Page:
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Americans get it. They admit they aren’t saving enough for retirement and are worried. According to the 2012 Retirement Confidence Survey published by the nonprofit Employee Benefit Research Institute, only a small fraction of Americans–14 percent–are very confident that they will have enough money to live comfortably in retirement.




Researchers found that the percentage of workers who expect to retire after age 65 has increased from 11 percent in 1991 to 37 percent in the 2012 survey. This is troubling as a fallback retirement plan. It brings to mind two big questions–where will these jobs come from? And will they be hired at a certain age even if there are jobs out there?

Workers are laying their hopes on future jobs instead of trying to figure how much money they might need to live on in retirement, and save for it. Less than half of workers report they and/or their spouse have tried to calculate how much money they will need to have saved so that they can live comfortably in retirement. This is comparable to most of the percentages measured from 2003–2011 by the researchers. The 2012 survey also shows that workers often guess at how much they will need to accumulate, rather than doing a systematic retirement needs calculation.

This puzzles me on many levels. If  workers are wringing their hands about how shaky they feel about retiring “comfortably,” and, if that equates to having lots of money in the bank, then why not take a crack at running the numbers out and make some changes in your lifestyle to make it happened? Studies have shown that people who make the calculation feel more optimistic and, importantly, manage to save more over time.

Serious flaws in the work ’til you drop plan.People don’t do it for a variety of reasons beyond their control. In reality, many Americans find themselves retiring unexpectedly, and involuntarily, so that notion of retiring past 65 doesn’t actually play out. The researchers have consistently found that a large percentage of retirees leave the work force earlier than planned, a whopping 50 percent, for instance, in 2012. The reasons aren’t surprising: health problems or disability, changes at their company, such as downsizing or closure, and having to care for a spouse or another family member.

In the category of unrealistic expectations vs. reality business, the researchers have, without fail, found that workers are far more likely to expect to work for pay in retirement than retirees are to have actually worked. The percentage of workers planning to work for pay in retirement is a sizeable 70 percent, compared with just 27 percent of retirees who report they did work for pay in retirement.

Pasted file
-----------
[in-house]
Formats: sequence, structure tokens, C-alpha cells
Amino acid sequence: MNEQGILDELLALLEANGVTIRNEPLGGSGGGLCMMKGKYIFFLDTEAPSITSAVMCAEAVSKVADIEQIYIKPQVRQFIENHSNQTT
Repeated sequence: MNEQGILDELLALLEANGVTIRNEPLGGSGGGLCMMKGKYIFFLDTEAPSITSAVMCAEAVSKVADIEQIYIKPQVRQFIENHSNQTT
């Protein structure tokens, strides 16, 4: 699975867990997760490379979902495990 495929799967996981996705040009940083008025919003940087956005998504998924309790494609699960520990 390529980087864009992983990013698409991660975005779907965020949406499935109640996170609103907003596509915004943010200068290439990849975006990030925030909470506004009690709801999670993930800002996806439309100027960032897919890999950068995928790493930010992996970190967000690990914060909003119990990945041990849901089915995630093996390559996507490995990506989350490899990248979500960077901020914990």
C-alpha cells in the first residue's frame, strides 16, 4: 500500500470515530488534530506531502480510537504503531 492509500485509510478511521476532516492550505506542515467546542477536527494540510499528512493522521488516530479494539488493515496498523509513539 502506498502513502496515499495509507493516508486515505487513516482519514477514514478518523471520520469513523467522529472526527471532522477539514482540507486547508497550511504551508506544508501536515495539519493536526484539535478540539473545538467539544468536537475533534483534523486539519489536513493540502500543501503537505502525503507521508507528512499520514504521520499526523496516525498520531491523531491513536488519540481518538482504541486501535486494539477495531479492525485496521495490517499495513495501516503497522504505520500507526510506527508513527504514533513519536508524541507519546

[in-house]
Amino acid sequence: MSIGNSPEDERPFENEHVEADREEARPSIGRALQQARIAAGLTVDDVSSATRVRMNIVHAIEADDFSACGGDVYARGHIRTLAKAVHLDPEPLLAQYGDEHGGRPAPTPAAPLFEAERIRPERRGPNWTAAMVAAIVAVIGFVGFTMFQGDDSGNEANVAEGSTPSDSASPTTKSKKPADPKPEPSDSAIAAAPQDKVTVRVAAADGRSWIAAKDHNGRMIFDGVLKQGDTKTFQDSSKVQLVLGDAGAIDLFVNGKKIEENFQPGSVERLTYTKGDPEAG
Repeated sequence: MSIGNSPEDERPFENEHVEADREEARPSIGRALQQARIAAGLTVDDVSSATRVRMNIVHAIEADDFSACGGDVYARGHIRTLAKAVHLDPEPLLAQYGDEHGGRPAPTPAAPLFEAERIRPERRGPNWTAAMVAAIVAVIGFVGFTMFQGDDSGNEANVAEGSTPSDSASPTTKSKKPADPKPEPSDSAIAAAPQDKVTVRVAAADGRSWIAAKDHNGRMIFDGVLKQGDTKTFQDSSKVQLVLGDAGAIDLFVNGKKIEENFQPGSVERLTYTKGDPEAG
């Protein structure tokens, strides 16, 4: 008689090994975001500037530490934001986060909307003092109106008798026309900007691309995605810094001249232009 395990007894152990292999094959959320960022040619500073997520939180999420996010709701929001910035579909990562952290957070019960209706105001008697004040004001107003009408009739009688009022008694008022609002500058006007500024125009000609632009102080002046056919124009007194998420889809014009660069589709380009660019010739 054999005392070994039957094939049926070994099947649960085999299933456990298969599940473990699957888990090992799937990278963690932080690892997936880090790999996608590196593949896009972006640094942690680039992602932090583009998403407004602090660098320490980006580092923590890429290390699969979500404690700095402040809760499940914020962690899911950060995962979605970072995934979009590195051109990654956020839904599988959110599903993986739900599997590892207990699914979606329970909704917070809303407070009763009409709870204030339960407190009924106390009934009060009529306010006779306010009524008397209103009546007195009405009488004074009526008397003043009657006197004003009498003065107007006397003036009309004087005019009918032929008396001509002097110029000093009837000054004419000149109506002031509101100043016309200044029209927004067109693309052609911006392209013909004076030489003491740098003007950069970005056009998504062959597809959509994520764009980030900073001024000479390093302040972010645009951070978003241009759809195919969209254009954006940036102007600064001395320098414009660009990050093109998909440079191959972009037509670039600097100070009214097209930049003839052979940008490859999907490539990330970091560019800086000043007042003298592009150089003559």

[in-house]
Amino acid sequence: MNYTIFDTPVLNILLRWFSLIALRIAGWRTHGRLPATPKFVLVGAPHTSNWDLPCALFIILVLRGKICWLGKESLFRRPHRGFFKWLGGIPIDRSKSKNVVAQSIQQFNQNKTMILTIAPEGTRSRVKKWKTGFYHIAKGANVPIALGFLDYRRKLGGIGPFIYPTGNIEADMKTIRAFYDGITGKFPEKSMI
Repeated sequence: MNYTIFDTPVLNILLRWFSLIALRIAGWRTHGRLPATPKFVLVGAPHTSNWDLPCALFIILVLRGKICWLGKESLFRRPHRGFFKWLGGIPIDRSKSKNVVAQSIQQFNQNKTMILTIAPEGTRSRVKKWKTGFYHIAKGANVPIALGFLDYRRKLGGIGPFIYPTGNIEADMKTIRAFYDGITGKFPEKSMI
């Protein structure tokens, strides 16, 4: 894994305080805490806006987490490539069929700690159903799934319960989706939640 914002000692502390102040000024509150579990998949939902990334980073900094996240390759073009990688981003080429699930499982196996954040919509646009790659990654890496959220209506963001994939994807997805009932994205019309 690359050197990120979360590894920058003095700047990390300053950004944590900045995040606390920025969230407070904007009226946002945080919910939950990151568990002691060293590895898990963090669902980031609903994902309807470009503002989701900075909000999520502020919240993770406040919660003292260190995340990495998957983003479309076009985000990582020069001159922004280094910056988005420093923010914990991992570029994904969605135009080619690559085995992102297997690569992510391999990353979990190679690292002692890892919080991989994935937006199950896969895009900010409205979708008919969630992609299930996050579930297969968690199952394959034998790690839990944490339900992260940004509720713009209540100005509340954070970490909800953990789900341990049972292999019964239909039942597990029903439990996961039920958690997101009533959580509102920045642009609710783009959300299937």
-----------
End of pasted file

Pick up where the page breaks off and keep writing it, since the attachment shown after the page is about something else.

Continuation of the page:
Some explanations for this reality gap. It’s reportedly hard for older workers to get hired and easy to get fired. I can’t help thinking that age discrimination plays a big role. AARP surveys over the past decade repeatedly have shown that at least 60 percent of those interviewed say they have either personally faced or observed age discrimination in the workplace. And I  hear it frequently from my 50+ friends who have been laid off and are out looking for work right now.

The issue is getting some attention. Yesterday, The Protecting Older Workers Against Discrimination Act, sponsored by Senators Tom Harkin, Chuck Grassley, and Patrick Leahy, was introduced. It’s designed to fix  a 5-4  Supreme Court decision (Gross v. FBL Financial Services, Inc.) in June 2009 that made it far more difficult for older workers to prove claims of illegal bias based on age. “This bipartisan legislation reaffirms the contributions made by older Americans in the workforce and ensures that employees will be evaluated based on their performance and not by arbitrary criteria such as age,” Senator Leahy says.

Before that decision, if a worker showed that age was a motivating factor in an adverse employment decision, say, he was fired, even if other factors also played a role, the employer had to prove that it had taken the action for another reason, not age discrimination. After the Gross decision, workers  have had to prove that the employer would not have taken the  action “but for” their age – in other words, that age played the determining role – a significantly higher standard of proof. ”Until Congress passes this remedial bill, too many older workers who have been victims of age discrimination will be denied a fair shake because of the Gross decision.” Nancy LeaMond, Executive Vice President of AARP says. (Check out AARP Blogger Deb Silverberg’s recent post A Perfect Storm for Age Discrimination for more on this issue).